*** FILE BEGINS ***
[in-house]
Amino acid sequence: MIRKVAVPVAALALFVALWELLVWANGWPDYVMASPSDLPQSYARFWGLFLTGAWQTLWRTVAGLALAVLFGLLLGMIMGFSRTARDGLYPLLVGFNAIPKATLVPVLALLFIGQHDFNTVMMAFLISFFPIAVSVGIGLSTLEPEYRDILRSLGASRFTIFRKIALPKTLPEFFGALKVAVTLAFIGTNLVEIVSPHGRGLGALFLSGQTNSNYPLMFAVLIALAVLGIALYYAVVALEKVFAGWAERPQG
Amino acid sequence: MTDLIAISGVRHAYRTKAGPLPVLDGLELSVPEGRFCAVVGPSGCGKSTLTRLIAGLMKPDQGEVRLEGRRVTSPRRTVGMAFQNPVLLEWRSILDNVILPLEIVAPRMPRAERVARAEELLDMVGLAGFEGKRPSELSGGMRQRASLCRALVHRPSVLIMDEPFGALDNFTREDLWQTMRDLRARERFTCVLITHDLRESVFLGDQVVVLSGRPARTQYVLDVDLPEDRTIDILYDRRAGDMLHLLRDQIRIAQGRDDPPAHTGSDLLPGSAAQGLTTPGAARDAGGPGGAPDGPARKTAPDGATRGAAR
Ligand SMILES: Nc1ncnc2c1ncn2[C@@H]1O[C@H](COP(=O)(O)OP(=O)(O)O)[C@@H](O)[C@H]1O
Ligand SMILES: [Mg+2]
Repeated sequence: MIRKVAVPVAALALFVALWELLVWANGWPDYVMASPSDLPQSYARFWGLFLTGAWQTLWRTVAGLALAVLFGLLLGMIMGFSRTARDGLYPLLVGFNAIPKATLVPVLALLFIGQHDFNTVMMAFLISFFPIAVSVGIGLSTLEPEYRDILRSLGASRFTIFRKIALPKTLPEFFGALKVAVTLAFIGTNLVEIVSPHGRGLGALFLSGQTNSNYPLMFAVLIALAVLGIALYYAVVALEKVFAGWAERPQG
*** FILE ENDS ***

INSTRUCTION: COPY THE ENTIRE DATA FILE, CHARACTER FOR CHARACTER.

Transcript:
[in-house]
Amino acid sequence: MIRKVAVPVAALALFVALWELLVWANGWPDYVMASPSDLPQSYARFWGLFLTGAWQTLWRTVAGLALAVLFGLLLGMIMGFSRTARDGLYPLLVGFNAIPKATLVPVLALLFIGQHDFNTVMMAFLISFFPIAVSVGIGLSTLEPEYRDILRSLGASRFTIFRKIALPKTLPEFFGALKVAVTLAFIGTNLVEIVSPHGRGLGALFLSGQTNSNYPLMFAVLIALAVLGIALYYAVVALEKVFAGWAERPQG
Amino acid sequence: MTDLIAISGVRHAYRTKAGPLPVLDGLELSVPEGRFCAVVGPSGCGKSTLTRLIAGLMKPDQGEVRLEGRRVTSPRRTVGMAFQNPVLLEWRSILDNVILPLEIVAPRMPRAERVARAEELLDMVGLAGFEGKRPSELSGGMRQRASLCRALVHRPSVLIMDEPFGALDNFTREDLWQTMRDLRARERFTCVLITHDLRESVFLGDQVVVLSGRPARTQYVLDVDLPEDRTIDILYDRRAGDMLHLLRDQIRIAQGRDDPPAHTGSDLLPGSAAQGLTTPGAARDAGGPGGAPDGPARKTAPDGATRGAAR
Ligand SMILES: Nc1ncnc2c1ncn2[C@@H]1O[C@H](COP(=O)(O)OP(=O)(O)O)[C@@H](O)[C@H]1O
Ligand SMILES: [Mg+2]
Repeated sequence: MIRKVAVPVAALALFVALWELLVWANGWPDYVMASPSDLPQSYARFWGLFLTGAWQTLWRTVAGLALAVLFGLLLGMIMGFSRTARDGLYPLLVGFNAIPKATLVPVLALLFIGQHDFNTVMMAFLISFFPIAVSVGIGLSTLEPEYRDILRSLGASRFTIFRKIALPKTLPEFFGALKVAVTLAFIGTNLVEIVSPHGRGLGALFLSGQTNSNYPLMFAVLIALAVLGIALYYAVVALEKVFAGWAERPQG